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  #187  
Old 05-04-2017, 05:22 AM
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I believe the only reason that Harry is still using Wales is because of his father. When his father ascends the throne if Harry has not been created a Duke then he will change his name to Mountbatten-Windsor as William will become Prince of Wales and George and Charlotte will be the Wales children.

Hopefully, he is married and has a dukedom long before his father ascends the throne.
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  #188  
Old 05-04-2017, 11:49 AM
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Originally Posted by MARG View Post
I believe the only reason that Harry is still using Wales is because of his father. When his father ascends the throne if Harry has not been created a Duke then he will change his name to Mountbatten-Windsor as William will become Prince of Wales and George and Charlotte will be the Wales children.

Hopefully, he is married and has a dukedom long before his father ascends the throne.
Harry is styled as 'Prince Harry of Wales'; a part of a style is not a surname. He will not change his name to Mountbatten-Windsor, but might use it when required.
When Charles become king before Harry has received a dukedom (or earldom, who knows?), he'll be styled as 'HRH The Prince Harry'.
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  #189  
Old 05-04-2017, 05:02 PM
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Harry, like Beatrice and Eugenie, use the 'of xxxx' from their father's titles (and William did before them - as did Charles and Anne before the Queen's accession and the Queen herself before her father's etc) to tell everyone which line they are from.

Their family or surname however is Mountbatten-Windsor as announced by the Queen in 1960s when she said that any of her descendants that needed a surname would have the hyphenated joining of hers and Philip's. That is why we have Lady Louise Mountbatten-Windsor. If Louise was using HRH she would be HRH Princess Louise of Wessex and James would be HRH Prince James of Wessex. Louise is the clear example of how the names actually work in the BRF - if HRH then Prince/Princess of father's title but if no HRH they take the styles of the children of a peer - Lady for all females while heirs apparent take their father's second title as an honourary title while the younger sons are Lord. Those using Lord and Lady use the family's surname and not their father's title as a surname.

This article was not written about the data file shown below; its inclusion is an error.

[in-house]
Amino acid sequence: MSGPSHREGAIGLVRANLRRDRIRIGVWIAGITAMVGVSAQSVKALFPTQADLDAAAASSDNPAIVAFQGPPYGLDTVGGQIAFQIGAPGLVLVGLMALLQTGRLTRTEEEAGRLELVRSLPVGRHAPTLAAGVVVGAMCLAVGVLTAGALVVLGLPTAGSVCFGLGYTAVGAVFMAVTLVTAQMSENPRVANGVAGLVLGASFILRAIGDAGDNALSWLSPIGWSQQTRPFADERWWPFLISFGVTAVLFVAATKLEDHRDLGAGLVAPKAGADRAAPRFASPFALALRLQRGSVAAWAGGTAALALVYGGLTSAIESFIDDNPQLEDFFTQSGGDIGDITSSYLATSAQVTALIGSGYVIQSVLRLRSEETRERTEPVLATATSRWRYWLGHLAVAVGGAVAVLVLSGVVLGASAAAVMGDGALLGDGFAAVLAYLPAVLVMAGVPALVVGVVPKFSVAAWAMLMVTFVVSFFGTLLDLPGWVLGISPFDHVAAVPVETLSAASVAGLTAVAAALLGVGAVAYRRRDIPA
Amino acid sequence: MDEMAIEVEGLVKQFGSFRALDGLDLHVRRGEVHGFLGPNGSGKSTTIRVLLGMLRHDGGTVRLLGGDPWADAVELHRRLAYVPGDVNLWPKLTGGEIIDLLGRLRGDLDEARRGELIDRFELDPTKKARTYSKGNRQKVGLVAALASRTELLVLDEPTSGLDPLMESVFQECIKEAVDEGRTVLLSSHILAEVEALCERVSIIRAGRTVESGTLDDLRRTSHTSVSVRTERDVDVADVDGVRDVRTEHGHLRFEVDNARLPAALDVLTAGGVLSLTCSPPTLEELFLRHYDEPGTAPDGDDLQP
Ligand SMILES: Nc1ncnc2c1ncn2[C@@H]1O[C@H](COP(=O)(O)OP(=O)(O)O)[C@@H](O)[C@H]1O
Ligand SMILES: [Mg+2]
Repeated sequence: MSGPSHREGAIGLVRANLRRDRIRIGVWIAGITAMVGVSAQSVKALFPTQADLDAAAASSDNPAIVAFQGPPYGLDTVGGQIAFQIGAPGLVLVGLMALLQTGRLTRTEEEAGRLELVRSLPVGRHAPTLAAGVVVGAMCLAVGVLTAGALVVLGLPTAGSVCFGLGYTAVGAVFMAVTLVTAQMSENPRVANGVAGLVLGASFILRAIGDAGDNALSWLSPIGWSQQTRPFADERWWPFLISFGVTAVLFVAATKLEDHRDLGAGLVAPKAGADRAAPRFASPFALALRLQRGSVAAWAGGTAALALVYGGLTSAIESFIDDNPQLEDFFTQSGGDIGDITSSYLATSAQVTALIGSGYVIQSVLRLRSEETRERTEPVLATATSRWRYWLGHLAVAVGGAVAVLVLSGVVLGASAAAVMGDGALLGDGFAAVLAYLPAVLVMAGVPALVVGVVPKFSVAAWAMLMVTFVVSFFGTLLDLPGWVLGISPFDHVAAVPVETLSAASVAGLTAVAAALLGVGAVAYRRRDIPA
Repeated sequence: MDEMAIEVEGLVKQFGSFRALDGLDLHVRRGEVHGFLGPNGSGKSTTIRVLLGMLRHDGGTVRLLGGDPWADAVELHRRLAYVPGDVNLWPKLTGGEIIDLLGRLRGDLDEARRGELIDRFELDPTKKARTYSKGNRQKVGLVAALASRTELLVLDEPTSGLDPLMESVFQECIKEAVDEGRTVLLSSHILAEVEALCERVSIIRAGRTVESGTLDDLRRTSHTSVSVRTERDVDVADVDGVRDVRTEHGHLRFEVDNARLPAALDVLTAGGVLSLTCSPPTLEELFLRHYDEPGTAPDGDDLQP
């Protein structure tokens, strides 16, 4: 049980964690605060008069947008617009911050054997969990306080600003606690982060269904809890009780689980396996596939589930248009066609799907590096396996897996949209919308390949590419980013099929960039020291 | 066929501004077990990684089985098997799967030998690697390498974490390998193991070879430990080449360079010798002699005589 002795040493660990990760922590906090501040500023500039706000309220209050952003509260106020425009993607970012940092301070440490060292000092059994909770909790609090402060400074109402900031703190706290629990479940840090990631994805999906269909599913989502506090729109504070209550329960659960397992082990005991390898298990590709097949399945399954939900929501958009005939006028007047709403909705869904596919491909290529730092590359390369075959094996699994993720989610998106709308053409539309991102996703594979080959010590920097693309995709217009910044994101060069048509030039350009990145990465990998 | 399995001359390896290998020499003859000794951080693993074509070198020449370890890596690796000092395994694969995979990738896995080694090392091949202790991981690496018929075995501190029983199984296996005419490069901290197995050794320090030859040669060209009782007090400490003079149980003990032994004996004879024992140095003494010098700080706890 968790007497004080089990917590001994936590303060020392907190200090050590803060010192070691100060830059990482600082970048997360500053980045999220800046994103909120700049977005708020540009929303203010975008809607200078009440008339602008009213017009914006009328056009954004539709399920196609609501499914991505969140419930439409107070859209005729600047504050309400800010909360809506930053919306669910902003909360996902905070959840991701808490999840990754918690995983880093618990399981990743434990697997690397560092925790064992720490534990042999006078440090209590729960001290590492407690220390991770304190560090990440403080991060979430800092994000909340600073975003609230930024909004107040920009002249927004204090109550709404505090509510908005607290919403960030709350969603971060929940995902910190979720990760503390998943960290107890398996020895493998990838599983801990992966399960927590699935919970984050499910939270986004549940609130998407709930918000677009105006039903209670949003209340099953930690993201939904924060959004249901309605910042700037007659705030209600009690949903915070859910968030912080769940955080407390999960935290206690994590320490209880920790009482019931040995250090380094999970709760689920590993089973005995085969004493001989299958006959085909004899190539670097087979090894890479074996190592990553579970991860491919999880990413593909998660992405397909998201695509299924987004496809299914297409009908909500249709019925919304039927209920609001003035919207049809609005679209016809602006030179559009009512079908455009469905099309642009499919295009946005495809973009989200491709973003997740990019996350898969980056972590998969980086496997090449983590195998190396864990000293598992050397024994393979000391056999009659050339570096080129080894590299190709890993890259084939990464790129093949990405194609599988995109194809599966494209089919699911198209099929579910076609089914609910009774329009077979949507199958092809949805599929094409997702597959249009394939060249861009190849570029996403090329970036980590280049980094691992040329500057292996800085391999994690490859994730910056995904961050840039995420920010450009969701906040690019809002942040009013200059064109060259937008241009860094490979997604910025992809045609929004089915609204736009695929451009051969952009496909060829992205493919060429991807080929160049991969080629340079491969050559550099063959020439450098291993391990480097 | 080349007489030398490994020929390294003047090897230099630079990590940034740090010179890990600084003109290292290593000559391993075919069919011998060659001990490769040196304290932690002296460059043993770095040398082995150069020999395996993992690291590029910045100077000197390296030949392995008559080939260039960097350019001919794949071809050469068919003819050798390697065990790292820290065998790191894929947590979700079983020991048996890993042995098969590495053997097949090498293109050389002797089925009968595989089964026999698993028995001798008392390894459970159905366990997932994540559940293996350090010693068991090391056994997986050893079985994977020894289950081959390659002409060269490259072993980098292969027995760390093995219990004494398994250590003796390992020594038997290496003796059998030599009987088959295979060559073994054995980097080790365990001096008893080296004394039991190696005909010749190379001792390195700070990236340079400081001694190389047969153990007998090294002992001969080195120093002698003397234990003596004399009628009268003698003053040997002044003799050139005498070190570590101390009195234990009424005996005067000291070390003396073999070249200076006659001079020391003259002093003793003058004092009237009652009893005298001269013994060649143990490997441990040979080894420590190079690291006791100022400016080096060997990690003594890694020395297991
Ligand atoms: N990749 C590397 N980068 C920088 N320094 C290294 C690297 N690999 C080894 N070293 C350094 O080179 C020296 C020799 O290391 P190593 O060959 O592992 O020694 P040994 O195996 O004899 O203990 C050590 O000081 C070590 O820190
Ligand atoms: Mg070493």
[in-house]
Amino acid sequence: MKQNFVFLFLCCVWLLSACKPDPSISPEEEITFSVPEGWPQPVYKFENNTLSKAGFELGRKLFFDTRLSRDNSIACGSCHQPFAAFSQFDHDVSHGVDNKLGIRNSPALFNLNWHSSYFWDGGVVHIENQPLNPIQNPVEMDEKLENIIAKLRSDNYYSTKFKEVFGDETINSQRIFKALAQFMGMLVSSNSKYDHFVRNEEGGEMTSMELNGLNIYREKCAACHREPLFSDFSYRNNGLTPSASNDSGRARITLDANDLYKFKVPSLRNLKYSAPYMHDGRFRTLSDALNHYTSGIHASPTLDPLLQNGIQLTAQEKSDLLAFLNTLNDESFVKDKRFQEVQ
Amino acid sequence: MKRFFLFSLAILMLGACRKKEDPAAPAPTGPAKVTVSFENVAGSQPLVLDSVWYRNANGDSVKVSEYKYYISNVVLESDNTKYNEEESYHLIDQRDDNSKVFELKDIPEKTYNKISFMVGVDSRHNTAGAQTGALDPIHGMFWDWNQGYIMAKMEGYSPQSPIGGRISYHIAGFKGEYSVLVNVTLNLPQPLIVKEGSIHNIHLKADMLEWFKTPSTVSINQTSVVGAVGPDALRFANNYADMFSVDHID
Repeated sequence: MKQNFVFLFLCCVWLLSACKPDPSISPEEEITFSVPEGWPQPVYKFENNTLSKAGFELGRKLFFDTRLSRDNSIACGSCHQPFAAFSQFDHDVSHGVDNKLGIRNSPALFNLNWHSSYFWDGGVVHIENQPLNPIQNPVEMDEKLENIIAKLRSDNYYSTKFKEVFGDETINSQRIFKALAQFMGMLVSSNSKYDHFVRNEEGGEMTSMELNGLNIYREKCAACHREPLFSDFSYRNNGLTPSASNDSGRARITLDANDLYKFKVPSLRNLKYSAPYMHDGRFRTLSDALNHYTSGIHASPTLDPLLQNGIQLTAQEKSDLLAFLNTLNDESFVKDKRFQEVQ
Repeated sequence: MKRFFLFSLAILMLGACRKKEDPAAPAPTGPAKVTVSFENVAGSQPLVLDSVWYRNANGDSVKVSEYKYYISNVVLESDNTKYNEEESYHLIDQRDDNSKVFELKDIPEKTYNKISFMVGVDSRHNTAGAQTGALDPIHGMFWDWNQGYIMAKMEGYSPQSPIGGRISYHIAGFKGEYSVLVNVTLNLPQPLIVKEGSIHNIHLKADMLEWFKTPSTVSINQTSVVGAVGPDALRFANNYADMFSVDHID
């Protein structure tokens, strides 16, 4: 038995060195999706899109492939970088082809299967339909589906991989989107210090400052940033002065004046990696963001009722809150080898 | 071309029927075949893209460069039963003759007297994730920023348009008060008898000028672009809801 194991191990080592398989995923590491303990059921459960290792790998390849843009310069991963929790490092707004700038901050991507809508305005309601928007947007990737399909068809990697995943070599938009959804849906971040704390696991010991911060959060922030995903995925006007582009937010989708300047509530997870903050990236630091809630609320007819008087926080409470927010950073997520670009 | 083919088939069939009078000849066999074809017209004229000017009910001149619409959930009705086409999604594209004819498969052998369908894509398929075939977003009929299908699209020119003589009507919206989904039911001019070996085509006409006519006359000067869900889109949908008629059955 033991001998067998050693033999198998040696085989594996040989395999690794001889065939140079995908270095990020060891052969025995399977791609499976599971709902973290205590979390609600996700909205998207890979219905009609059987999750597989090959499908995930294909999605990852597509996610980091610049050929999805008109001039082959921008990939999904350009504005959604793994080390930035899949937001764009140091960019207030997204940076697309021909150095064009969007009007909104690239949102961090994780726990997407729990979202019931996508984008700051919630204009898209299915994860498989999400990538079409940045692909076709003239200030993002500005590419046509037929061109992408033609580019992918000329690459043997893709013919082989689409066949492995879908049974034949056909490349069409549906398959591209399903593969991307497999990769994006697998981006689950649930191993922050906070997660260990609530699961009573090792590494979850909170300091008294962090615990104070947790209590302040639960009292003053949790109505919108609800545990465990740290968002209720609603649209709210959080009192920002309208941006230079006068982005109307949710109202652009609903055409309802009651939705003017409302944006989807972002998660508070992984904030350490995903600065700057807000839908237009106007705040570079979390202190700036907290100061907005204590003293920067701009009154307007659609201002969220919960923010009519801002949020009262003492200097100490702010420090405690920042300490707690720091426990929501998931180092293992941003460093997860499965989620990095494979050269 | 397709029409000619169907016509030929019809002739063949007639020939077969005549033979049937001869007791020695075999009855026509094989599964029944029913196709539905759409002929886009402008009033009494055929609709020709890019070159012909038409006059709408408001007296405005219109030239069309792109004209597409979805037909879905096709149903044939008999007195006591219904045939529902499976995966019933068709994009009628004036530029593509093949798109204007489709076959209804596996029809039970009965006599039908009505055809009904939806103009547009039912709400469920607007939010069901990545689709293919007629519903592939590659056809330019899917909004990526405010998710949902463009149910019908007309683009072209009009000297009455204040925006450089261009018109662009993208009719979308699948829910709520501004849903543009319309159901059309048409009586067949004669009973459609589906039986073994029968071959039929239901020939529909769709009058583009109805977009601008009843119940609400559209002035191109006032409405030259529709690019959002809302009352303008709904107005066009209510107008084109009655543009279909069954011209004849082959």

George will most likely follow the example of Edward VIII (minus the final title I expect)

HRH Prince George of Cambridge
HRH Prince George of Cornwall and Cambridge
HRH Prince George of Wales
HRH The Duke of Cornwall
HRH The Prince of Wales
HM The King

The only thing that may interrupt that listing is IF he marries before his father becomes King and he is then given a dukedom in his own right - like his father has now - in which case that title would take over from 'of xxxx'. Say he marries and his given the title Duke of England (yes I know it won't be that but this is an example only). Depending on whether he marries while The Queen is still the Queen or when Charles is King will depend on when this title comes in but I am assuming that HM won't be alive when George is say 25 and marrying for this example. I am also assuming that both William and George are created Prince of Wales but that isn't automatic so it may not happen for one or both of them.

HRH Prince George of Cambridge
HRH Prince George of Cornwall and Cambridge
HRH Prince George of Wales
HRH The Duke of England
HRH The Duke of Cornwall and England
HRH The Prince of Wales
HM The King

Bolded bit is example only and not 'real'.
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  #190  
Old 05-04-2017, 05:37 PM
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Originally Posted by Arrjann View Post
Harry is styled as 'Prince Harry of Wales'; a part of a style is not a surname. He will not change his name to Mountbatten-Windsor, but might use it when required.
When Charles become king before Harry has received a dukedom (or earldom, who knows?), he'll be styled as 'HRH The Prince Harry'.
Correct, including 'The Prince Harry (Henry) ' rather than 'the Prince Harry (Henry)
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  #191  
Old 05-04-2017, 07:18 PM
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Originally Posted by MARG View Post
I believe the only reason that Harry is still using Wales is because of his father. When his father ascends the throne if Harry has not been created a Duke then he will change his name to Mountbatten-Windsor as William will become Prince of Wales and George and Charlotte will be the Wales children.



Hopefully, he is married and has a dukedom long before his father ascends the throne.


Harry is HRH Prince Henry of Wales because of his father. When his father is monarch, he will be HRH Prince Henry (no territorial designation), unless he's been given his own dukedom by then.